This week, we’re going to look at several poems addressed to Anna Cora Mowatt by a variety of individuals at various points in her career and the functions they served. These texts might fall under a category you would perhaps identify as “fan poetry” since they are verses dedicated to admiring descriptions of a popular actress. However, they differ in some significant ways from how that genre exists today. To begin with, several of these were written by other celebrities. (I don’t know about you, but this is a trend I would like to see return. I think it would be quite revealing to see the poetry Anderson Cooper might be inspired to write about Chrissy Teigen and visa versa.)
The first poem is by Frances Sargent Osgood. As I have mentioned in previous blogs, the primary remnant we have of Osgood’s prolific career of a poet was her exchange of flirtatious verses with Edgar Allan Poe. Not to rain on the “Mrs. Poe” parade, but if one is taking the composition of flattering poetry as evidence of a relationship, Fanny Osgood had boyfriends and girlfriends all up and down the eastern seaboard. She was a poet who loved poetry and used her art to reach out and give support to other artists. The poem she wrote for Mowatt on the launch of her socially precarious career of a public reader beautifully demonstrates Osgood’s generosity of spirit as she anticipates and counters the critique she knows the younger woman will be facing.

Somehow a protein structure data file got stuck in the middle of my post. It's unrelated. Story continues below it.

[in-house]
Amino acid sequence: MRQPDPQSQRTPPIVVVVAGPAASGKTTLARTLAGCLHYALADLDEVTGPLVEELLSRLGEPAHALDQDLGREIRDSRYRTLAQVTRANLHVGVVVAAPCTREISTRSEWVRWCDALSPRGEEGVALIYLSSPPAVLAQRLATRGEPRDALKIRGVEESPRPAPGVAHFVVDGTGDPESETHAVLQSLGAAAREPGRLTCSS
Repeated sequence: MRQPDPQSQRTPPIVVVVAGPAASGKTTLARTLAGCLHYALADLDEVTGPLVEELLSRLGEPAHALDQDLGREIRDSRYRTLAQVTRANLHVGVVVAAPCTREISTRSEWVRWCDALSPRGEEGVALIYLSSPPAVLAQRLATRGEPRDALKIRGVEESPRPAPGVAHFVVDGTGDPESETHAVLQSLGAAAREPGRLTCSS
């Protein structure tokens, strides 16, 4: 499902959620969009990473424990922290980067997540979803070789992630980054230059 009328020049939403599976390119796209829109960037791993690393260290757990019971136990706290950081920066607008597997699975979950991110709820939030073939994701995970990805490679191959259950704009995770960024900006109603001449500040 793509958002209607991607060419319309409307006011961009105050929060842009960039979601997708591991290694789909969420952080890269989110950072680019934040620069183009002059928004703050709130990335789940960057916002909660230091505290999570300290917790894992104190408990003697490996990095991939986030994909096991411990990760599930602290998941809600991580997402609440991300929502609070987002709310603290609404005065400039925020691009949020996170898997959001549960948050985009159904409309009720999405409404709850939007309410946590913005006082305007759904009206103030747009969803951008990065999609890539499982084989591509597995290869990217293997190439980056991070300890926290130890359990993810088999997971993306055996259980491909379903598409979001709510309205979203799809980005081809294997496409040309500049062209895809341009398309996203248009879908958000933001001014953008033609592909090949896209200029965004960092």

The next poem was published in The Boston Evening Transcript in 1845 as Mowatt commenced a series of appearances at the city’s theaters as she transitioned into her new career as actress. The author of the ode is not given, however, Mowatt’s friend, Epes Sargent, was literary editor for the paper at this time. If Sargent was not the author (which is a very strong possibility) then at least, he selected and approved this poem for publication. To me, it has the flavor of some of his shorter works.